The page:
Chapter 13 New York bankruptcy can be a more flexible way to get a fresh start than chapter 7 or chapter 11, but debtors might be concerned that it’s hard to meet the requirements to file. On the contrary, the requirements for filing in chapter 13 are light. They’re mostly confined to 11 U.S.C. § 109(e).
(1) The debtor must be an “individual with regular income.” In the text of the statute this sounds quite self-explanatory, but the definitions in the Bankruptcy Code identify an “individual with a regular income” as an “individual whose income is sufficiently stable and regular to enable such individual to make payments under a plan under chapter 13 of this title, other than a stockbroker or a commodity broker.” Since it includes “individual” in its definition, it must be said that only people and not corporations or partnerships can file bankruptcy. Otherwise, it’s fairly broadly defined.
(2) Section 109(e) also sets debt limits on who may file in chapter 13. Debtors may not owe more than $383,175 in unsecured debts and $1,149,525 in secured debts. These aren’t the numbers that appear in the statute; they’ve been adjusted to inflation according to a statutory inflation index. These limits apply as of the date of the bankruptcy filing.
(3) Debtors may not have had a bankruptcy case dismissed in the previous 180 days for willful failure to abide by a court order or failure to prosecute the case. Also, debtors may not have voluntarily dismissed their cases after a creditor has filed a motion for relief from the automatic stay, a rule ostensibly designed to prevent serial bankruptcy to prevent foreclosures or similar actions. (This point comes from Section 109(g) of the Bankruptcy Code.)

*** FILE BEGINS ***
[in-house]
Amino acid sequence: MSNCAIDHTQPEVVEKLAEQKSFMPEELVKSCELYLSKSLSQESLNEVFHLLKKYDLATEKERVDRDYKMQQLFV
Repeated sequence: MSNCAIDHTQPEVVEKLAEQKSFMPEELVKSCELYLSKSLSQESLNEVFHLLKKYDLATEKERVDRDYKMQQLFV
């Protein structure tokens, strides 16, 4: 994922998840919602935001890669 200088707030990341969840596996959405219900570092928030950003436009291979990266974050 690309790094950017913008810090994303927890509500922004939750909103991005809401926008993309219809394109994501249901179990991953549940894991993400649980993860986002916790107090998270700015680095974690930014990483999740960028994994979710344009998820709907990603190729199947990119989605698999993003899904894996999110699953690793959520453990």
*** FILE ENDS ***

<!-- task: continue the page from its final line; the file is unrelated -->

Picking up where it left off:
(4) Finally, Section 109(h) requires debtors to meet the credit counseling requirements set out over in Section 111(a). This means taking a counseling course in the 180 days prior to filing bankruptcy.
Points (3) and (4) apply to debtors filing in other chapters as well. The most likely problem debtors are going to encounter for chapter 13 are meeting the debt limits raised in point (2). It’s unusual for individual debtors to have so much debt, so it’s rarely a problem. Generally, they are running unincorporated businesses and will have to file in either chapter 7 or chapter 11 to resolve their financial problems. Very clever (and lucky) debtors might be able to run out the clock before the next inflation adjustment to stay in chapter 13, but that’s a lot more work than it’s probably worth.
Qualifying for chapter 13 is easy, but arranging a plan that’s right for you requires the help of an experienced New York bankruptcy lawyer.
For answers to more questions about bankruptcy, the automatic stay, effective strategies for dealing with foreclosure, and protecting your assets in bankruptcy please feel free to contact experienced Brooklyn bankruptcy attorney Bruce Weiner for a free initial consultation.